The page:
TV show’s glimpse into ‘Residence Life’
Nowadays it’s not hard to imagine that many students entering college envision the next four years of their lives to be a constant party. Movies and television shows depict people engaging in typical debauchery, setting the lax standards that many students come to expect as they leave the comforts of home and settle into more independent lifestyles.
While the Rider community can attest to its fair share of drama, the Rider University Network (RUN) is challenging those stereotypes with its new show, Residence Life.
Directed by senior communication major Victor Dougba and produced by his roommate, senior Garrett Williams, Residence Life tells of the college experience from the perspectives of several different characters, all of whom are played by Rider students.
“We [wanted] to create a show that everyone would enjoy,” Williams said. “So, we decided to do a show about life on campus. We wanted to give our peers something real that we can all relate to and bring it to the audience visually.”
Filmed at various locations on campus, the pilot episode is a six-minute long vignette that features appearances by 10 different people, each with distinct personalities and dealing with specific issues.
“[Residence Life] is a representation of college life with all the experiences that we have as students,” Williams said. “It also introduces real issues that we have all experienced involving academics and social life.”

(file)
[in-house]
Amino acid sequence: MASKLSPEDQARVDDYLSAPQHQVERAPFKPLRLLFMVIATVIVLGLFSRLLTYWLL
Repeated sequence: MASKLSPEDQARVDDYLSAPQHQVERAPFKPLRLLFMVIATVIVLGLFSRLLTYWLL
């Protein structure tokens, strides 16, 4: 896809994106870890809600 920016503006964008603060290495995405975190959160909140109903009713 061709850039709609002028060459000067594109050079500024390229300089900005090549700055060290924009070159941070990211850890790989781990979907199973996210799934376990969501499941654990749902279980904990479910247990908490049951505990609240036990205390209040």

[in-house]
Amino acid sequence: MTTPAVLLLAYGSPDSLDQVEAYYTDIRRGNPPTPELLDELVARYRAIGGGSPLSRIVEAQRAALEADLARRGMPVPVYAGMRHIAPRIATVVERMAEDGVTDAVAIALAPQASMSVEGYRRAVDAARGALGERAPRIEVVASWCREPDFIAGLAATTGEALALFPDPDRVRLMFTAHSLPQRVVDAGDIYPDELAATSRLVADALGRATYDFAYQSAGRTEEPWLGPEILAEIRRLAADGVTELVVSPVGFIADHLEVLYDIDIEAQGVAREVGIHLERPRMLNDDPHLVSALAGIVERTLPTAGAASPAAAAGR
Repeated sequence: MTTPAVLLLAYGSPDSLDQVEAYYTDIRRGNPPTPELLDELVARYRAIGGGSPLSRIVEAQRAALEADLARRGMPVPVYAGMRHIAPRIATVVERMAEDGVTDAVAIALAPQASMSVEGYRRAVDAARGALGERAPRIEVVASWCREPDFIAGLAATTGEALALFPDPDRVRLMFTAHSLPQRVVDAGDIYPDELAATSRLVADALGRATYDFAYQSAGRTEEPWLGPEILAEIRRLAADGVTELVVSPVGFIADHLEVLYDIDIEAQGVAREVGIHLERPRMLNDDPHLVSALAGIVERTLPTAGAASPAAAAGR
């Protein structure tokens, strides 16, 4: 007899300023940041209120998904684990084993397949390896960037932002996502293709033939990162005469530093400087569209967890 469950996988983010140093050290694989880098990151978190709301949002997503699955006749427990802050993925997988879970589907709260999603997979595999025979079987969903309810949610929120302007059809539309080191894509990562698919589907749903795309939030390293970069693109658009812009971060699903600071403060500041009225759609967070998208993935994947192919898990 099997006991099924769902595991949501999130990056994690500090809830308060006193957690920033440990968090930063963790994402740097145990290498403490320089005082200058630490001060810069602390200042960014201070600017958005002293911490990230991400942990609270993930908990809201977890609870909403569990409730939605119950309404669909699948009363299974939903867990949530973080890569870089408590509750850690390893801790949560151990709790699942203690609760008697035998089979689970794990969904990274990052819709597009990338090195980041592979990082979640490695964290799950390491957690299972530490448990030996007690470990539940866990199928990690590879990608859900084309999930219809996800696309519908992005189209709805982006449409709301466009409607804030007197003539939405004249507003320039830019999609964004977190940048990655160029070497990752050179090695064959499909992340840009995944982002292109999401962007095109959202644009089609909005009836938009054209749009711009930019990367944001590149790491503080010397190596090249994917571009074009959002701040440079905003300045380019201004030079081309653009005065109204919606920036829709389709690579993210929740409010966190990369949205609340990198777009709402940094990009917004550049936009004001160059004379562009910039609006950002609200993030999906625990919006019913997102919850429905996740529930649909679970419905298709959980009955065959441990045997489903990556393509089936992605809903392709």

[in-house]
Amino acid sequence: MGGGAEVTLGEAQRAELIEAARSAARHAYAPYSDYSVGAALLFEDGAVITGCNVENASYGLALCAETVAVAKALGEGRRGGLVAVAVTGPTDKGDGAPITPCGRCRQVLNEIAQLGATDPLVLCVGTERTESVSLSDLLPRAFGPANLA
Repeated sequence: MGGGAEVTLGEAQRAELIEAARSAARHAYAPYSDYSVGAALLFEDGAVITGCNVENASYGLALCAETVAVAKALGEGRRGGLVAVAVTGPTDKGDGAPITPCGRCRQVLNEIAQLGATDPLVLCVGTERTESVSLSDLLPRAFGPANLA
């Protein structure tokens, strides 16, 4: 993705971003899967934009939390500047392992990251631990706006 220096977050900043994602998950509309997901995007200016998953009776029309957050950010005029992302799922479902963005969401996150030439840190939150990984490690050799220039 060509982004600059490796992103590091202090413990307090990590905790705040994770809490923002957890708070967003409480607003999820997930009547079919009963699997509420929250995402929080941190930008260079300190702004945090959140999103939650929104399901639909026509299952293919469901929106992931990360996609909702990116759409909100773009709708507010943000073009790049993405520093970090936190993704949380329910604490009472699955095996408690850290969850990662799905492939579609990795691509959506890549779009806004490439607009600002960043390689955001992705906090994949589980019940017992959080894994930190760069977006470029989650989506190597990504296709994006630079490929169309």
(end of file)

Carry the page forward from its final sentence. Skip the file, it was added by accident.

The show offers both a comedic and more serious look at typical goings-on relative to college: moving in, breaking up, partying … nothing is off-limits.
Viewers first meet Candace, played by junior Chastity Manning, having an interesting first encounter with her roommate Amy, a bubbly girl from Georgia played by junior Laura Vessella.
“When try-outs came around I decided to step out of my box and be in front of the camera instead of behind,” said Manning, a journalism major. “Candace is the ‘I have it all together’ kind of college student. She’s all about her work and reputation.”
Though the show’s purpose is to entertain Rider students, it has also provided a creative and professional outlet for those involved.
“This was my first time being in a filmed series and it was an amazing experience,” said Vessella, an elementary education and Fine Arts theater major. “I love filming and all the cast and crew members.”
Although future episodes have yet to air, both Vessella and Manning will reprise the roles of their characters, an experience Manning describes as exciting and energetic. With more installments to come, Residence Life has already received positive reactions from its
“The best part was seeing that the Rider community liked the show,” Manning said. “That was the best feeling: to know that it was well-received by students on campus and that they want to see more.”
In addition to a positive community response, individuals have voiced a willingness to become involved with the show.
“Everyone seemed to like it,” Williams said. “I’ve gotten a lot of people interested in helping out with the show since we aired the first
From alcohol and drug abuse to academic pressures and relationship problems, it’s safe to say that nobody has been left unscathed by the anxieties generated from the fast-paced expectations of college life.
While the college experience is unique to each student, anyone can relate to topics the show touches upon.
Students can expect the second episode to wrap up and air in the near future. For now, the current episode of Residence Life can be seen on channel 20, and on the RUN Web site, at http://comm.rider.edu/RUNetwork/.
Other shows featured on RUN include Right Now, Music and Interview Affairs, The Adventures of Scarab and Alien Head and Rider Sports Corner.